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The Irish Language Never Died Out in America, We Speak It Now!

The Irish language never died out in North America, it just supplanted itself into our slang.

Before the Irish famine at least 1/3 of all Irish people spoke the Irish language. A  large proportion of the people who fled Ireland at this time were Irish speakers.  This was because the famine hit the rural areas the hardest where the language was most deeply entrenched. The Irish language is the oldest written language in Northern Europe and it's roots are very ancient. The english language itself is an off shoot of German, which is not grouped in the Celtic family of languages therefore it must have been very difficult for the Irish to learn english and the english to learn Irish. 

Despite the level of Irish speakers arriving on the shores and inlands of North America there is seemlingly little Irish influence or contribution on the way we speak. The English government and the Catholic church in the 19th century were both unfriendly and hostile towards Irish speakers and their language. They saw the language as a backwoods barbaric tongue keeping the Irish ignorant of the prefferred English ways and the Church saw the language as a way for the Irish to continually separate themselves from the common english speaking tongue being spread throughout the world. When the Irish famine occured it set off a course of historic events that are still being felt today. The island of Ireland today is about 6 million people, in 1841 the population was closer to 10 million people. Large numbers of people arrived throughout the world with Irish as their first language but there seems to be little of any Irish words or phrases that exist today.

Nevertheless growing up my parents told me how their grandparents from Ireland spoke the Irish language but they themselves could not speak a word. How could a nation of so many Irish descendants have no knowledge of any Irish words or contributions to the daily exchange of language and slang?

It wasn't until the post-Kennedy years that the interest in Irish identitiy and culture really took off and people started to rediscover their God-given Irish roots. One of the amazing discoveries in recent years is the actual etymology of common slang words and their true meanings. The late Professor Daniel Cassidy's book "How the Irish Invented Slang" has opened up the great dialogue regarding what words belong to who in regards to the origin of many words in the english language.

Now if you have ever heard or said the following phrases you were speaking Irish. That's a bunch of baloney! (Beal onna: silly, foolish talk, blather)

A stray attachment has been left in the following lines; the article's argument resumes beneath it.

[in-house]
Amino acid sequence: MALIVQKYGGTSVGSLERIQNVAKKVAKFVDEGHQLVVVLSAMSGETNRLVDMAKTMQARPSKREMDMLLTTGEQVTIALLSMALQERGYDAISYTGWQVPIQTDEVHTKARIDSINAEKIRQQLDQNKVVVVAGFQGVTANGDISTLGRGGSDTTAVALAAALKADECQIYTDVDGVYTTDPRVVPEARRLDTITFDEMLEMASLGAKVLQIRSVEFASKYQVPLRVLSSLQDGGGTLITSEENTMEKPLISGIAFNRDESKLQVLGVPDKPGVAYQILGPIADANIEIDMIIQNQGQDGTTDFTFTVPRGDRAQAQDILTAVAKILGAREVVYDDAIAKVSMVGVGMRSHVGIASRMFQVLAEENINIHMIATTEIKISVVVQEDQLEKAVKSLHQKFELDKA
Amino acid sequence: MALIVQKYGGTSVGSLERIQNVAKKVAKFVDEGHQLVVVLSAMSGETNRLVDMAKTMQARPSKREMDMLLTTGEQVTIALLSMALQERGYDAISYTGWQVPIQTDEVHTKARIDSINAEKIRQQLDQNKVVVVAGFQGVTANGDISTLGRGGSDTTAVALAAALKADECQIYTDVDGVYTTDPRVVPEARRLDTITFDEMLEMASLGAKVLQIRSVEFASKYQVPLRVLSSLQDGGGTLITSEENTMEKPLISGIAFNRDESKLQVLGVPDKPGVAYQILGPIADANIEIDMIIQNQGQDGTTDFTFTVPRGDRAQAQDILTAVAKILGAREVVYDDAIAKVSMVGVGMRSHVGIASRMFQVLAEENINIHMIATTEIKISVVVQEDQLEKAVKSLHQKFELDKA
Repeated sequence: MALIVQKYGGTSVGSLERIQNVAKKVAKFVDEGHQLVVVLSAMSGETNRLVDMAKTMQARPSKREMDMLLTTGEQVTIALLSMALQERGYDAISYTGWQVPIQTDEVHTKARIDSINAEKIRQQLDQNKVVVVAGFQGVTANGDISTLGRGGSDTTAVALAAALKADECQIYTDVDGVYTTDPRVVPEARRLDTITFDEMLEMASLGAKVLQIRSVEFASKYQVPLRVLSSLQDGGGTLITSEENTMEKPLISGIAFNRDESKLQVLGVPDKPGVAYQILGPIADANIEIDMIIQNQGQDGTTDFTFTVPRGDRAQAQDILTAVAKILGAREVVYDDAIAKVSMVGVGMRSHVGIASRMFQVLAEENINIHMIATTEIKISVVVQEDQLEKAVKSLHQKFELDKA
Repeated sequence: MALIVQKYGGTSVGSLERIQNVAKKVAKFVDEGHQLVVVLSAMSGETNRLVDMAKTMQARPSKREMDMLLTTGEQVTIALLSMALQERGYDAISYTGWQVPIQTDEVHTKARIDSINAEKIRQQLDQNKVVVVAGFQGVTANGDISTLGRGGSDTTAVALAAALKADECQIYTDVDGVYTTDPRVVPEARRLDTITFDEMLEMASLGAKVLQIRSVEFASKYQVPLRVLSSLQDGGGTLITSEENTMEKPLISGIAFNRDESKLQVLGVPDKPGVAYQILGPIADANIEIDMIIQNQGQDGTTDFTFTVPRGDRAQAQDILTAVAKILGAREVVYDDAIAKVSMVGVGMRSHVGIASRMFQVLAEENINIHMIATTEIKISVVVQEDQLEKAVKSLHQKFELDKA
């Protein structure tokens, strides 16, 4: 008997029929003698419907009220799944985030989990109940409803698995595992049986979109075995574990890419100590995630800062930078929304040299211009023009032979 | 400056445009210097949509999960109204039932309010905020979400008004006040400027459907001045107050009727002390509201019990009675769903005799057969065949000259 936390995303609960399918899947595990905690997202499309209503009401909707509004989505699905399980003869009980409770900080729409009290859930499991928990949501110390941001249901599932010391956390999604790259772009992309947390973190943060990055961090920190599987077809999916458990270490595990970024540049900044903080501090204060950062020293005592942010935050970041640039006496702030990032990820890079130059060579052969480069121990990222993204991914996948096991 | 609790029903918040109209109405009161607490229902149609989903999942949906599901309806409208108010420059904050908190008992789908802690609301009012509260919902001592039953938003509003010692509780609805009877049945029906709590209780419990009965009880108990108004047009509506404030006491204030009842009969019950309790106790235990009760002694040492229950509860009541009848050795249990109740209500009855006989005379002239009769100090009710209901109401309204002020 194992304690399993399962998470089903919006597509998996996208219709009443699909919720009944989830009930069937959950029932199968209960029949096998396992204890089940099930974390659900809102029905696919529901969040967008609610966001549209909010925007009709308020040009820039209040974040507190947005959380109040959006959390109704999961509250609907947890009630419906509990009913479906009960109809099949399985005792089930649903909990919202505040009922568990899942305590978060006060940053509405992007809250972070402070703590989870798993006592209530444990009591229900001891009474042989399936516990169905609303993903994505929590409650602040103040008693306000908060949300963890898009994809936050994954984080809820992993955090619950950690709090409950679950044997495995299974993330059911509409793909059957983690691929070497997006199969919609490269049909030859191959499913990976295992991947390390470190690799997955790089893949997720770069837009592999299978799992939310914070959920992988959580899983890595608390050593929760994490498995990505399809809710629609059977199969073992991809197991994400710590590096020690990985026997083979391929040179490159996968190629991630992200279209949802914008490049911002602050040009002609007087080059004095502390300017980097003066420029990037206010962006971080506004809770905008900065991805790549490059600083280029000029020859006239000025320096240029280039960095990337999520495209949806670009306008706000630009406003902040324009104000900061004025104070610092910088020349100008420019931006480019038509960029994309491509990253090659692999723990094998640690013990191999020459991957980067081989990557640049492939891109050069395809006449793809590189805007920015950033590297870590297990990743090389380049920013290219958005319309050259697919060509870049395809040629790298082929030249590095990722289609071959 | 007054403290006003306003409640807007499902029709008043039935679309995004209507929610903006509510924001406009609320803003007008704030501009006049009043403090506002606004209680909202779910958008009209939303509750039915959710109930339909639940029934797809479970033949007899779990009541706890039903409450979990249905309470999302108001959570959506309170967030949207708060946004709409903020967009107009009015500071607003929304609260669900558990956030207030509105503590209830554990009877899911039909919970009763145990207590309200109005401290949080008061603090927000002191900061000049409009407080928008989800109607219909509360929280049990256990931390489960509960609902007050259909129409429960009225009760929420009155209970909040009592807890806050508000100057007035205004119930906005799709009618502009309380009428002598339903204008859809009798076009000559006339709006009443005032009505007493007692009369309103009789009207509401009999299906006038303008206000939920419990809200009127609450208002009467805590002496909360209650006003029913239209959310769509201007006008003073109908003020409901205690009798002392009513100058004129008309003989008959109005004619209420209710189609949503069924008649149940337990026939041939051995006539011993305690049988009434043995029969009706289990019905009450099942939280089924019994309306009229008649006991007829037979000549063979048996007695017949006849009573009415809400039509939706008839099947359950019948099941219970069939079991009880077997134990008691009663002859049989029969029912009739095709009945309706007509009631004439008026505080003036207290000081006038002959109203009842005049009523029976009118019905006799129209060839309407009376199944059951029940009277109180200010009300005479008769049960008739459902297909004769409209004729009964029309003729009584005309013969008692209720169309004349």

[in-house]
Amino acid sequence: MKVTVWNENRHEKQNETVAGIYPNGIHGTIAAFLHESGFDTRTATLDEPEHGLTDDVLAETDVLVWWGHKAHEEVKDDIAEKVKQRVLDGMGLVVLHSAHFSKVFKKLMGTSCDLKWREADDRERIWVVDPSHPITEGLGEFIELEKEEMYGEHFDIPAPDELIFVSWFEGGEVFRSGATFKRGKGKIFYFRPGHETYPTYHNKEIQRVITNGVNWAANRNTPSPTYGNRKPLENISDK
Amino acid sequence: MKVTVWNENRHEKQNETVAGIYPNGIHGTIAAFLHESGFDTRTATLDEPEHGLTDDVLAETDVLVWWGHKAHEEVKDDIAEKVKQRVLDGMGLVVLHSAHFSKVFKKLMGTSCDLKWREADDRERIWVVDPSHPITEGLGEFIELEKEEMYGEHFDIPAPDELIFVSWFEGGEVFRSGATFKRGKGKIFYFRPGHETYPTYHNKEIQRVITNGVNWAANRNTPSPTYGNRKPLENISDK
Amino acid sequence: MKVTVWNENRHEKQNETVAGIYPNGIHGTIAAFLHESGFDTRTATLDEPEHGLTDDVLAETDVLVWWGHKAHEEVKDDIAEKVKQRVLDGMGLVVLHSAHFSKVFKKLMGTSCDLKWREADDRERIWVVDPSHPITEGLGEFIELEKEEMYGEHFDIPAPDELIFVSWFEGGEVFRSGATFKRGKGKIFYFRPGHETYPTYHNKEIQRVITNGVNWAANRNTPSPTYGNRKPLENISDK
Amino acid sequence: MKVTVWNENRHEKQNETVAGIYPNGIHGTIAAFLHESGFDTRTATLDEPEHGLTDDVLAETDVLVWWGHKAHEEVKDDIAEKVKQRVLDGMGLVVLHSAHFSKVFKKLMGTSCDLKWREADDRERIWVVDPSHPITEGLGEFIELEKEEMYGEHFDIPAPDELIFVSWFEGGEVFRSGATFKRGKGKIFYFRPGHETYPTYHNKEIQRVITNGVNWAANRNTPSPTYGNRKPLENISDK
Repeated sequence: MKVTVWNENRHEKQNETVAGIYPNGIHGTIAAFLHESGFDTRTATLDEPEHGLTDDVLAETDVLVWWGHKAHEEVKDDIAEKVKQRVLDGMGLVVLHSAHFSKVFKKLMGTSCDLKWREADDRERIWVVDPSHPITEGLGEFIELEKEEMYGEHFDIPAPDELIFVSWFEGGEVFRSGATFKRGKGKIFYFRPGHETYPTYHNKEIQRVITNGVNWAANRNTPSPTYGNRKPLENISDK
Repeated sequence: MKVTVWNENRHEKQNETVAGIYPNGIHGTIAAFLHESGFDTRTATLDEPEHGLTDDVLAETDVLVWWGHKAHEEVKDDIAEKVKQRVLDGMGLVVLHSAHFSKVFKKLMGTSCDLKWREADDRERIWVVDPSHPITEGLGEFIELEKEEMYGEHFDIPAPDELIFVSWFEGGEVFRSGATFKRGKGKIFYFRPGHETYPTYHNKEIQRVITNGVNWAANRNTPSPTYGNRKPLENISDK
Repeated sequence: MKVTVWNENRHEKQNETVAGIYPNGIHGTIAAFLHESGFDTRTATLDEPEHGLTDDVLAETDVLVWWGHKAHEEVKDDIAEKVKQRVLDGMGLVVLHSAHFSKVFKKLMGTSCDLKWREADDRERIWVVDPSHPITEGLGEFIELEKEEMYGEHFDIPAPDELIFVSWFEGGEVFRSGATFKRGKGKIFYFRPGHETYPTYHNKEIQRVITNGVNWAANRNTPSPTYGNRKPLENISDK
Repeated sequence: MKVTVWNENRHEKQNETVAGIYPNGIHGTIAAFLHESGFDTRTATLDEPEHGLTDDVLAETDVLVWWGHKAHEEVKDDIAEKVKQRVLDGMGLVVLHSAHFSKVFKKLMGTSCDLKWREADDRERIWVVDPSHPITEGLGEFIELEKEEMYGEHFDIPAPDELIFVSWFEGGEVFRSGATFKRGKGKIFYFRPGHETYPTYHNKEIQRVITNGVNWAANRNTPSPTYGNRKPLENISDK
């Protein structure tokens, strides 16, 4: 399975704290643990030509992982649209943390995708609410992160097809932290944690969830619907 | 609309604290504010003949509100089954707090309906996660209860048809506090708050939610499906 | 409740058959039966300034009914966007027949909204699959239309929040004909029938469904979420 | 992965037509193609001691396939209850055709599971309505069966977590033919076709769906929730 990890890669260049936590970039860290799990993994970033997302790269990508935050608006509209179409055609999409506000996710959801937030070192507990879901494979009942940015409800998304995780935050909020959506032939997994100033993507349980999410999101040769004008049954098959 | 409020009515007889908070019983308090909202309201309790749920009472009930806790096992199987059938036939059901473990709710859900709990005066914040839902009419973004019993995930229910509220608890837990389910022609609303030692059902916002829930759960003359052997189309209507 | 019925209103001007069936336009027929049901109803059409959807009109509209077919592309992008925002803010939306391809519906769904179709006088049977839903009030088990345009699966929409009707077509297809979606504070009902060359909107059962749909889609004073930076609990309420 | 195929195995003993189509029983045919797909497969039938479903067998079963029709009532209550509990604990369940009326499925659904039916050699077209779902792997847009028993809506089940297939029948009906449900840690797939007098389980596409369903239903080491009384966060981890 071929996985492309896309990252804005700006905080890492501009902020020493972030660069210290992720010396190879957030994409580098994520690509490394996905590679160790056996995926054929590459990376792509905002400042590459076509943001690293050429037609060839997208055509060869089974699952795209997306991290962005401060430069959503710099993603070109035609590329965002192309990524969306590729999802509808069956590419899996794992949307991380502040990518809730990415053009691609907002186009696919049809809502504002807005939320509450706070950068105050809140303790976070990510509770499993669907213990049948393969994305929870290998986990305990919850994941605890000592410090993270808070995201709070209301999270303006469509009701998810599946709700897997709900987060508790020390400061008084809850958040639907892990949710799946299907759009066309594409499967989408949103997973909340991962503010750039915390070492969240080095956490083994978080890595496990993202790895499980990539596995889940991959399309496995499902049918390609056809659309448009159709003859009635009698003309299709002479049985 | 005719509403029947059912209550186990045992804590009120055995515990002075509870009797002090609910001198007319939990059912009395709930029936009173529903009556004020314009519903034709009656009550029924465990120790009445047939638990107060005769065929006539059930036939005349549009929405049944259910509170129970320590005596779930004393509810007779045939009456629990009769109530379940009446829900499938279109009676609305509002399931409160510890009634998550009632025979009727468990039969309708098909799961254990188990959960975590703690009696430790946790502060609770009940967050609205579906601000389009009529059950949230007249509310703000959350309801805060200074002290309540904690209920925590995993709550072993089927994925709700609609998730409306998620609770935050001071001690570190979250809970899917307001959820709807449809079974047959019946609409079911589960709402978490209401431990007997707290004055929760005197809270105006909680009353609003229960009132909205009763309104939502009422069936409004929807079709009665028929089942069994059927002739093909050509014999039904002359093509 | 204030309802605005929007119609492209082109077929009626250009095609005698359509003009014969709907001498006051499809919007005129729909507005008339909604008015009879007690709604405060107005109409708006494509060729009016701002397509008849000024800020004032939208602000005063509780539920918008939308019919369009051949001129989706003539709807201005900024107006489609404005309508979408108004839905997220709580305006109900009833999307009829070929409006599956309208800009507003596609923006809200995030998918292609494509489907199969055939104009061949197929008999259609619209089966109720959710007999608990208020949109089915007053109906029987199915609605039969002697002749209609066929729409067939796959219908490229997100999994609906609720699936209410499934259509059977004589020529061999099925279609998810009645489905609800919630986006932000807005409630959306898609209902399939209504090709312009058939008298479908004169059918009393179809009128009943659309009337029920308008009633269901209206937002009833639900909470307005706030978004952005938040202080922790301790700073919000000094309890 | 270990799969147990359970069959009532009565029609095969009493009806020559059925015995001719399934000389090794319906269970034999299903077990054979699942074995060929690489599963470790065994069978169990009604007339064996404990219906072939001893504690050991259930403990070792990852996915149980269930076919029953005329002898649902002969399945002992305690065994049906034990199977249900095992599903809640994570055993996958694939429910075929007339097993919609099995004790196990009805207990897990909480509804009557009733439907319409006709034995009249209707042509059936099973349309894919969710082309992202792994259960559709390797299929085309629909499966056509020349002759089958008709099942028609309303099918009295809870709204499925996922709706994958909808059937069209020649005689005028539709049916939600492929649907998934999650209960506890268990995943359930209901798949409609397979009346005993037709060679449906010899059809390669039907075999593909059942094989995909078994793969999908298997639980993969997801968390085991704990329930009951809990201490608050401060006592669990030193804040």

He thinks he's a big shot ( Seod: warrior, hero, valiant person). 

Hey don't play that game it's a scam ('S cam e: a trick, deception), a hoax (Olcas: mischief, naughtiness, spite).

I sure can hear you when you holler (Oll-bhuir: a terrific yell, a great roar).

That dude's (Dud: a foolish looking fellow, a dolt) a crony (Comh-Rohna: mutual, joint, common) of the mayor's man, you dig (Tuig: to understand)?

He's a blow hard (Bealu h-ard: loud speaking, loud mouting), mutt (mada: a dog) and a kook (Cuach: a cuckoo, a squeaky voice) and he's a big braggart (Breagoir: a liar, an excaggerator).

Holy Cow (Cathu: sorrow, grief), Holy Moly (Moladh: praise), Holy Makerel (Mac Riuil: Royal son), Holy Gee (Dia: God) that guy's a great boxer, a real slugger (Slacaire: a beater, a basher, a brusher).

My buddy can really be dork (dorc: small lumpish person) sometimes.

That kid's is a real brat.(brat: a rag, an improvised diaper).

He doesn't shut up that nincumpoop. (Naioidhean ar chuma bub: an infantile idiot).

He's a shill not to be trusted. (shill: to propogate, to prodcast )

There are many more words included in Professor Cassidy's book to discover. You can find the book at www.amazon.com.


So long (slan - farewell) for now


Claddagh Na nGael is an Irish cultural group based on the Jersey Shore promoting Irish culture. Anyone with an interest in Irish and Celtic culture is welcome to contact us and join our group. We currently have Irish dance lessons for children, Irish music programs for children, an Irish speaker promoting the language and much much more including an exciting event in our area for Irish culture in May featuring Irish sports games from the GAA (Gaelic Athletic Association), world renowned musicians, genealogy, fun stuff for kids, fun stuff for adults and much more. Details to come soon.






















































































































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